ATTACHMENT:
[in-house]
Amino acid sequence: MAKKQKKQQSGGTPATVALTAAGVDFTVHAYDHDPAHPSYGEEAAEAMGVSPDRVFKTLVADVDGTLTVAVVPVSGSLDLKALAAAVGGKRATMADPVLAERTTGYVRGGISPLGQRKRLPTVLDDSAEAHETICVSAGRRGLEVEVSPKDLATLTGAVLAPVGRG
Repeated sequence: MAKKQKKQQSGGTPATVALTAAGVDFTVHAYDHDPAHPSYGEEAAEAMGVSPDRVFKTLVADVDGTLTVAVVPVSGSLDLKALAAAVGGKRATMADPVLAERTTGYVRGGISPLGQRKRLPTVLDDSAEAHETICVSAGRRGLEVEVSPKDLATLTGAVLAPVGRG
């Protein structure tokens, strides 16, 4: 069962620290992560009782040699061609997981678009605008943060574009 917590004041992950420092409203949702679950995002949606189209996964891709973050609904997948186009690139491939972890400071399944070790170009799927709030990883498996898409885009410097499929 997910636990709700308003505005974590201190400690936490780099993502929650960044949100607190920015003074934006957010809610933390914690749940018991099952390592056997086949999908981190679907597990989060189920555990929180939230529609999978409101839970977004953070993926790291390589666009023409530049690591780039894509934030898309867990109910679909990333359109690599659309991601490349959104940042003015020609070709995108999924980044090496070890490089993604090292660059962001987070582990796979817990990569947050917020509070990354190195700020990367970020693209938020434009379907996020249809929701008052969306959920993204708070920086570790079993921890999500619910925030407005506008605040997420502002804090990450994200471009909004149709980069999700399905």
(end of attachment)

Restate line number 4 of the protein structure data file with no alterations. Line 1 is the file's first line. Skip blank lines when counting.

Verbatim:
């Protein structure tokens, strides 16, 4: 069962620290992560009782040699061609997981678009605008943060574009 917590004041992950420092409203949702679950995002949606189209996964891709973050609904997948186009690139491939972890400071399944070790170009799927709030990883498996898409885009410097499929 997910636990709700308003505005974590201190400690936490780099993502929650960044949100607190920015003074934006957010809610933390914690749940018991099952390592056997086949999908981190679907597990989060189920555990929180939230529609999978409101839970977004953070993926790291390589666009023409530049690591780039894509934030898309867990109910679909990333359109690599659309991601490349959104940042003015020609070709995108999924980044090496070890490089993604090292660059962001987070582990796979817990990569947050917020509070990354190195700020990367970020693209938020434009379907996020249809929701008052969306959920993204708070920086570790079993921890999500619910925030407005506008605040997420502002804090990450994200471009909004149709980069999700399905």